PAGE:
DWQA QuestionsCategory: Extraterrestrial Genetic ManipulationsA student asks about the common story that the majority of our cells replicate and are replaced over 7 years, which is at best a crude approximation, as the range is from a single day to many years depending on the tissue; the brain, cornea, heart, and lungs being examples of greater longevity than for many other tissues, such as in blood, skin, and the intestinal lining. Have the shorter-lived organs been weakened deliberately or through experimentation by the interlopers, to use them as multiple points of vulnerability? If so, could we strengthen our bodies by asking for specific healing for this?
Nicola Staff asked 3 weeks ago

By and large, there is nothing sinister in the variation of cellular lifetime among the tissues of the body. This is part of the design that some areas of the body need the capacity for regeneration because of the great stress placed on them due to their functional role. So this rapid turnover is a characteristic of cells exposed to harsh conditions such as the environment. That is why skin cells are rapidly turned over—it is because they need to regenerate and renew so much because of friction, and the possibility of many injuries of a physical nature, interacting at the surface of the body with the environment as they do. So the skin has great regenerative activity inherent with its makeup and appropriate to its function as a barrier. The same is true of the digestive tract as it is also topologically outside the body at that interface, and is subject to many adverse interactions with the environment as food is digested with harsh chemicals, and there is an interaction with a huge load of microbial life forms, many of which would happily use the tissue of the body as food, and must be warded off through chemical attack and immune cell vigilance to maintain an ongoing skirmish to keep things as peaceful as possible, but nonetheless, there is attrition with all that is happening chemically in the lumen of the gut.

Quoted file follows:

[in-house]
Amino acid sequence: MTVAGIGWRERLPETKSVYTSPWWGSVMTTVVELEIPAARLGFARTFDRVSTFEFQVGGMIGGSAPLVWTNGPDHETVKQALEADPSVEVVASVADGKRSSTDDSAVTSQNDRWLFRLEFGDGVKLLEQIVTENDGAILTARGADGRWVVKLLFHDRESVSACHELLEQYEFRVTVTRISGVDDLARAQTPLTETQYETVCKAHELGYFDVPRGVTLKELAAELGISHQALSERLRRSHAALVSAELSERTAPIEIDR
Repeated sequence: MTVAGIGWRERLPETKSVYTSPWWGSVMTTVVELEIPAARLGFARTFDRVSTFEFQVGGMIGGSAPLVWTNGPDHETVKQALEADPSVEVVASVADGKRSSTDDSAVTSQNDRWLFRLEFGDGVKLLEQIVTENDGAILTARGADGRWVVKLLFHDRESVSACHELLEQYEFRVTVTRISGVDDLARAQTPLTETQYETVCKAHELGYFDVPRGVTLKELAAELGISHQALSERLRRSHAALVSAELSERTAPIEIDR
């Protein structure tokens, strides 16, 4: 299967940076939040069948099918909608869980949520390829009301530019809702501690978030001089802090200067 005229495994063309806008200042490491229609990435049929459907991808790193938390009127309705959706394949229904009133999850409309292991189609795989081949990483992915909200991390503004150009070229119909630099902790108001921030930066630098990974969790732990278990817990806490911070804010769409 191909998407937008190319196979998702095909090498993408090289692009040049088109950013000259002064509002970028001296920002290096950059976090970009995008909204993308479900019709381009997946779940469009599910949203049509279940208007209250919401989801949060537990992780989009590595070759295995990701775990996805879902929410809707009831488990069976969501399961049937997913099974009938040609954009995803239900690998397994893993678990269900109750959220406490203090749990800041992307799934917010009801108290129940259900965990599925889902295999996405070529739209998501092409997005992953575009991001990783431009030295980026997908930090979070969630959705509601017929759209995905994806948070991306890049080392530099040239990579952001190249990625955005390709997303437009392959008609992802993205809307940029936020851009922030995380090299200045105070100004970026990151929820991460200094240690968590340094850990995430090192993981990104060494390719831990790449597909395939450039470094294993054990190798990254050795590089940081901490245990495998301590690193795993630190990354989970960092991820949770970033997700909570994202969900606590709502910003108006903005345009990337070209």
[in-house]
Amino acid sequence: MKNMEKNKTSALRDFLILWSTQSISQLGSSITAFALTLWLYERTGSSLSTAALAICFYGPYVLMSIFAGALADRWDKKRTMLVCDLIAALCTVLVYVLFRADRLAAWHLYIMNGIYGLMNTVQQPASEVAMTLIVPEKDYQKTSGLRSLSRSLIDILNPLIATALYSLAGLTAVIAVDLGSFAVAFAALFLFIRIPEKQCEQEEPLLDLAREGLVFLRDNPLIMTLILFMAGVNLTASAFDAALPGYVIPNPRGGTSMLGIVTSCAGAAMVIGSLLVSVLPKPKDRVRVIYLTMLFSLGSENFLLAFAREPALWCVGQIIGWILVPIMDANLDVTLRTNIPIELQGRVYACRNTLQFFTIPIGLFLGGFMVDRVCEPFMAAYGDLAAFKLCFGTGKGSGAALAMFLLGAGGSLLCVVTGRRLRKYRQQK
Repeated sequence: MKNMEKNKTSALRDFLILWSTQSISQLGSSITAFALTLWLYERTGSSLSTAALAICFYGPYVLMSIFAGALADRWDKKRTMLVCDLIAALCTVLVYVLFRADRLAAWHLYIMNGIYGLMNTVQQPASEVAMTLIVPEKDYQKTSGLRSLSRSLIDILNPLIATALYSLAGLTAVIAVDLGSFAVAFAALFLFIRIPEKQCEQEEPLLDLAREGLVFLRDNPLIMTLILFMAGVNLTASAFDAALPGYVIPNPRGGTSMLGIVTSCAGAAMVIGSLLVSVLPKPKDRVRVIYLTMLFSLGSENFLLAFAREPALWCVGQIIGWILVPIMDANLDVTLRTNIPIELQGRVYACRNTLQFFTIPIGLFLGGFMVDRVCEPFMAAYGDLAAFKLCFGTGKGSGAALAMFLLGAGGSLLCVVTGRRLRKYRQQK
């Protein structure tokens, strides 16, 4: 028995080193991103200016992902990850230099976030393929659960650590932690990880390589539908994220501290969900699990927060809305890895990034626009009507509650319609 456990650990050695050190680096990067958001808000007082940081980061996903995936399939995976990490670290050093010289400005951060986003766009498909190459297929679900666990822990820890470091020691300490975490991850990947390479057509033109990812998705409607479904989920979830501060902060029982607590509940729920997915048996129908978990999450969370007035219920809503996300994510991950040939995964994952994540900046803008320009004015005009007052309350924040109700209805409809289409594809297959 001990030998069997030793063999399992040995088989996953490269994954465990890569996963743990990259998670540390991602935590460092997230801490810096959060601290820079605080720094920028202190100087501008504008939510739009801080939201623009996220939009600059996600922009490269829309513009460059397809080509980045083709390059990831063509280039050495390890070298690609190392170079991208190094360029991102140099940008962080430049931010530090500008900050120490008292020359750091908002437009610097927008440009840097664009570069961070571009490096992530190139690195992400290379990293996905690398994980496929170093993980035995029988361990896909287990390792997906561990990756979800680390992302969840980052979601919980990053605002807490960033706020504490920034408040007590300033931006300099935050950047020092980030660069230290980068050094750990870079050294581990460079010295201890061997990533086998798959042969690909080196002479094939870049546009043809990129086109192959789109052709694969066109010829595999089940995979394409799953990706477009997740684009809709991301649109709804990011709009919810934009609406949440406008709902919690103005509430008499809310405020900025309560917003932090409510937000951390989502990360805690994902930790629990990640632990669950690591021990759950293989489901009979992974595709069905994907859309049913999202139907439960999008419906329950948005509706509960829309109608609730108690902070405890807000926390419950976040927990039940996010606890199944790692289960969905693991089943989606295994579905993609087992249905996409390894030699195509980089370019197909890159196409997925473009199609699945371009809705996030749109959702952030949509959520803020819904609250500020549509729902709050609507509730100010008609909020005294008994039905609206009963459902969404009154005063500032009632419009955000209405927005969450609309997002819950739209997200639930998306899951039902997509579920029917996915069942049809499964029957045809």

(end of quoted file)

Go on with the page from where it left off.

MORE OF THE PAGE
The lifespan tends to be longer when there is function required of a life-and-death nature or long‑term continuity, and so this is why nerve cells are so long-lived, so there is nothing mysterious about this aspect of tissue differences. There are certainly many things that have crept into the genome for a number of organs and tissues that limit lifespan and normal functioning to varying degrees as a result of genetic manipulation down through the ages by the interlopers. These do take a toll on overall longevity of the person, and occasionally, through a confluence of other sources of mutation, can become a greater liability, but this is not a general theme that affects whole organs by and large and not something that can be put into a broad scheme as outlined in the question.